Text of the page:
595 Labor Day, A Second View
Hold this notion: We didn't get to be the way we are by being the way we are.
As kids, we'd come into Manhattan to watch each year's Labor Day Parade, and it was endless.
Iron workers, steamfitters, building engineers, auto workers broadcast technicians, subway and railroad conductors and engineers and track liners and signal workers... cops, firefighters, restaurant workers, hospital workers, nurses, doctors, postal workers, air traffic controllers.
Also, carpenters, joiners, cement workers, garment workers, teachers, telephone operators and installers and linemen -- or line-people.
And... cabbies, painters, spacklers, paving drivers, hotel door men and women, truck drivers, warehouse workers, supermarket clerks and butchers. Anyone missing? Probably, but you get the picture. The people who run our trains, catch our crooks, teach us and our kids and so on.
They build things, they tear things down.
And many of them are gone now that we have decided that manual labor is something we farm out.
But make no mistake. Without American labor, you wouldn't have your roads or your cars or your bridges or your apartments or you houses or your offices.
Maybe you work in a job requiring a uniform, a suit, that costs a couple of grand or a hairstyle that costs you a couple of hundred a pop.
Nice work if you can get it -- especially these days. But it wasn't always that way. And it won't always BE that way if we don't realize, all of us, that we didn't get to be the way we are by being the way we are. The people who campaigned for and sometimes got hurt for or killed for the dignity of the American worker left us a legacy and a heritage.
And we can ask ourselves two things, here in the early years of the 21st century: what are we doing with that legacy and heritage, and what are we leaving for following generations. Have we fallen into the ugly trap of considering any work less than our own? If you think that's true, get under the sink or toilet and fix that leaky pipe yourself.
Or get together with the other members of your squash team or your soccer team and see if you can turn that energy into building a house or backing an 18 wheeler into a space that doesn't look big enough to walk through.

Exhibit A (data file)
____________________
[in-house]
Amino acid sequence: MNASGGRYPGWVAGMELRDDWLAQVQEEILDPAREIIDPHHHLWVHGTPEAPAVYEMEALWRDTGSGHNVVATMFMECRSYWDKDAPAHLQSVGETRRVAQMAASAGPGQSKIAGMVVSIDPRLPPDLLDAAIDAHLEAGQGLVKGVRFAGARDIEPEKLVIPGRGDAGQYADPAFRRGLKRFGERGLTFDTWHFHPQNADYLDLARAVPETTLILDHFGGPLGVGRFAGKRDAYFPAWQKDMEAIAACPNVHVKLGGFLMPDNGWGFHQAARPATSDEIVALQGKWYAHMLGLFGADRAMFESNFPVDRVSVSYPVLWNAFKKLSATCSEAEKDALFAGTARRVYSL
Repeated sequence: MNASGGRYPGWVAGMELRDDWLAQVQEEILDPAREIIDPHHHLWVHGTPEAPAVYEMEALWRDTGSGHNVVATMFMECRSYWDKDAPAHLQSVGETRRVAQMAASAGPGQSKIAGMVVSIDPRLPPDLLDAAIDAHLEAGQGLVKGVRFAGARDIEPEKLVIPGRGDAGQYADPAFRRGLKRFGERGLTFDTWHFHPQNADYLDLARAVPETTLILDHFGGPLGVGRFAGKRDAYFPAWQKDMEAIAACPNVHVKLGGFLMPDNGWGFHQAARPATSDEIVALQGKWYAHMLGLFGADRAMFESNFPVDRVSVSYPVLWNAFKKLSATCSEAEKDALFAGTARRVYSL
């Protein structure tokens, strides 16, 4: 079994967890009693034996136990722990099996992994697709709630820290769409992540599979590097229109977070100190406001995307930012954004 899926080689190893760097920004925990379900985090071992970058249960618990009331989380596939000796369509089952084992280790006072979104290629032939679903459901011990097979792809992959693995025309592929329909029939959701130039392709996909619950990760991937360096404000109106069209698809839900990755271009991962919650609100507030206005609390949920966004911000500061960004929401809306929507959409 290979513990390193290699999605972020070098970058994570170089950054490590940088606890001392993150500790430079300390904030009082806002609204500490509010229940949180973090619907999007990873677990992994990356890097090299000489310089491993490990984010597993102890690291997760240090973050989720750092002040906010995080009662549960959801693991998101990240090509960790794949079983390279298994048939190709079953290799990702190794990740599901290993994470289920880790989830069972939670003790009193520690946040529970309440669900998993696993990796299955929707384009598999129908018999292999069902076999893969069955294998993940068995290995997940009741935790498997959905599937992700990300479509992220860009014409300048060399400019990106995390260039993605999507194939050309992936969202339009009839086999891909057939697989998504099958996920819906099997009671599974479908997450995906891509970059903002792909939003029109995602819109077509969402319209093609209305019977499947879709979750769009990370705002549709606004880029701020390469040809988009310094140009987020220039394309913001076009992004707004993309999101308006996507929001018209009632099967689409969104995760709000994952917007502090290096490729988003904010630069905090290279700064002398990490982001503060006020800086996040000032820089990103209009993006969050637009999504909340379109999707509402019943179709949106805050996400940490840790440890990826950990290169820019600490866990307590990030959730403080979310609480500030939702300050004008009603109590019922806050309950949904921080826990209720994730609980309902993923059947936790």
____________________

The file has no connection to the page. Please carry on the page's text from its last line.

The Labor Day parade tends to be short and gray and soggy these days, in those years they actually hold them. It is symbol not of the vigor of American labor, but of our attitude toward it. We, America, became the only superpower still standing by recognizing and respecting the men and women who actually put it together.
We didn't get to be the way we are by being the way we are.
(Note: the concepts and some of the words in this posting have appeared in previous works, including the Tiny Tales stories of the late 1980s through the late 1990s and my "Thoughts On" feature for Bloomberg Radio in the early and late middle 2000s.)
--Here's an idea for out of work grant writers. Do a study on which people always start their tooth brushing routine with the same tooth and which don't. Then figure out that it doesn't make any difference.
--It's getting to the point that if Obama so much as sneezes there will be an uprising of bashers who will tell you that sneezing is socialism because it spreads germs. The guy could announce world peace and the cure for cancer and they'd still slam him. The news coverage of all this could lead a stranger to believe we've become a nation dominated by haters... and would they be wrong?
--What went wrong? The Jets actually won a football game the other day. But don't worry, it was only pre-season and the team has lots of time to get back to normal.
I'm Wes Richards. My opinions are my own, but you're welcome to them.®